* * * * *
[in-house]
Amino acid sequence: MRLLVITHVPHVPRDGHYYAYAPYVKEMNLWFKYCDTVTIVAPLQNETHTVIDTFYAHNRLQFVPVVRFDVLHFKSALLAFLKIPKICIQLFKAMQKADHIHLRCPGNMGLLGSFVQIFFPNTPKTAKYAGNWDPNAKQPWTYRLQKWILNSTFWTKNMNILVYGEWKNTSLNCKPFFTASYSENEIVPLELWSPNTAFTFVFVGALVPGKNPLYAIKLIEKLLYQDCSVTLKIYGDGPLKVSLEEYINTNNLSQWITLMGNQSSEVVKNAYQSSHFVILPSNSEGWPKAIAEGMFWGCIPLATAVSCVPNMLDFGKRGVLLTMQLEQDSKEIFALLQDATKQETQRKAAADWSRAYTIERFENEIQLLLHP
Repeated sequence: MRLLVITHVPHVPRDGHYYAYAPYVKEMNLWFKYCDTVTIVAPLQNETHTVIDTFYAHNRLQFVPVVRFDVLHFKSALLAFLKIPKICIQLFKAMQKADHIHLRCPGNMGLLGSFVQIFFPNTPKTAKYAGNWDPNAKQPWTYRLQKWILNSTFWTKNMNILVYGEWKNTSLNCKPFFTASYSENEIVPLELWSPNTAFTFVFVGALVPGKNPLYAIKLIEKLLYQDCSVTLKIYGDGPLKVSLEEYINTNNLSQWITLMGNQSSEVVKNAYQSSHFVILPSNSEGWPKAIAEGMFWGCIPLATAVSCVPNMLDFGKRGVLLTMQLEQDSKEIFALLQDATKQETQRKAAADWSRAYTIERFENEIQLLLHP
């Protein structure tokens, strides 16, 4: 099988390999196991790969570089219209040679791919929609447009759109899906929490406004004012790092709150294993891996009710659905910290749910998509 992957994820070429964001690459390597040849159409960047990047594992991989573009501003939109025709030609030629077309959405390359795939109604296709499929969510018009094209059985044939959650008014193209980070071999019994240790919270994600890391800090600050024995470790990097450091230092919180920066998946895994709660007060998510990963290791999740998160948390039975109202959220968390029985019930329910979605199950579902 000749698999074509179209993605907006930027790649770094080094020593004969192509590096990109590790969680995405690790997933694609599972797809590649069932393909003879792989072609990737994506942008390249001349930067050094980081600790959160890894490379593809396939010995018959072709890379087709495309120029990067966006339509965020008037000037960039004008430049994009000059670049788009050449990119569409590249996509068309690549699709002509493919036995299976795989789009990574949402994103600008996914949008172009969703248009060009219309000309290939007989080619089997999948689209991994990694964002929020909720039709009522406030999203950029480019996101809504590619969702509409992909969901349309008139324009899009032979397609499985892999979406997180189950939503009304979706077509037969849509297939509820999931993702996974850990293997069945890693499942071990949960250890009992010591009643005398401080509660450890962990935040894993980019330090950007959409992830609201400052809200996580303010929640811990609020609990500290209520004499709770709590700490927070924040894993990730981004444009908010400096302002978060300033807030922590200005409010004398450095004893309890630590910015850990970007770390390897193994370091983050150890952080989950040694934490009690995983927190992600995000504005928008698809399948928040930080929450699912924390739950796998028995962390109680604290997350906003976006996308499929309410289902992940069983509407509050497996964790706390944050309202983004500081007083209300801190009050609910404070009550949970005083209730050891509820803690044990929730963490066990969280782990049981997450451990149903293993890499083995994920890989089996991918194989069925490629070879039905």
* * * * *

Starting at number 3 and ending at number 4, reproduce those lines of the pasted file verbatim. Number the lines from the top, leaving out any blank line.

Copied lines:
Repeated sequence: MRLLVITHVPHVPRDGHYYAYAPYVKEMNLWFKYCDTVTIVAPLQNETHTVIDTFYAHNRLQFVPVVRFDVLHFKSALLAFLKIPKICIQLFKAMQKADHIHLRCPGNMGLLGSFVQIFFPNTPKTAKYAGNWDPNAKQPWTYRLQKWILNSTFWTKNMNILVYGEWKNTSLNCKPFFTASYSENEIVPLELWSPNTAFTFVFVGALVPGKNPLYAIKLIEKLLYQDCSVTLKIYGDGPLKVSLEEYINTNNLSQWITLMGNQSSEVVKNAYQSSHFVILPSNSEGWPKAIAEGMFWGCIPLATAVSCVPNMLDFGKRGVLLTMQLEQDSKEIFALLQDATKQETQRKAAADWSRAYTIERFENEIQLLLHP
């Protein structure tokens, strides 16, 4: 099988390999196991790969570089219209040679791919929609447009759109899906929490406004004012790092709150294993891996009710659905910290749910998509 992957994820070429964001690459390597040849159409960047990047594992991989573009501003939109025709030609030629077309959405390359795939109604296709499929969510018009094209059985044939959650008014193209980070071999019994240790919270994600890391800090600050024995470790990097450091230092919180920066998946895994709660007060998510990963290791999740998160948390039975109202959220968390029985019930329910979605199950579902 000749698999074509179209993605907006930027790649770094080094020593004969192509590096990109590790969680995405690790997933694609599972797809590649069932393909003879792989072609990737994506942008390249001349930067050094980081600790959160890894490379593809396939010995018959072709890379087709495309120029990067966006339509965020008037000037960039004008430049994009000059670049788009050449990119569409590249996509068309690549699709002509493919036995299976795989789009990574949402994103600008996914949008172009969703248009060009219309000309290939007989080619089997999948689209991994990694964002929020909720039709009522406030999203950029480019996101809504590619969702509409992909969901349309008139324009899009032979397609499985892999979406997180189950939503009304979706077509037969849509297939509820999931993702996974850990293997069945890693499942071990949960250890009992010591009643005398401080509660450890962990935040894993980019330090950007959409992830609201400052809200996580303010929640811990609020609990500290209520004499709770709590700490927070924040894993990730981004444009908010400096302002978060300033807030922590200005409010004398450095004893309890630590910015850990970007770390390897193994370091983050150890952080989950040694934490009690995983927190992600995000504005928008698809399948928040930080929450699912924390739950796998028995962390109680604290997350906003976006996308499929309410289902992940069983509407509050497996964790706390944050309202983004500081007083209300801190009050609910404070009550949970005083209730050891509820803690044990929730963490066990969280782990049981997450451990149903293993890499083995994920890989089996991918194989069925490629070879039905």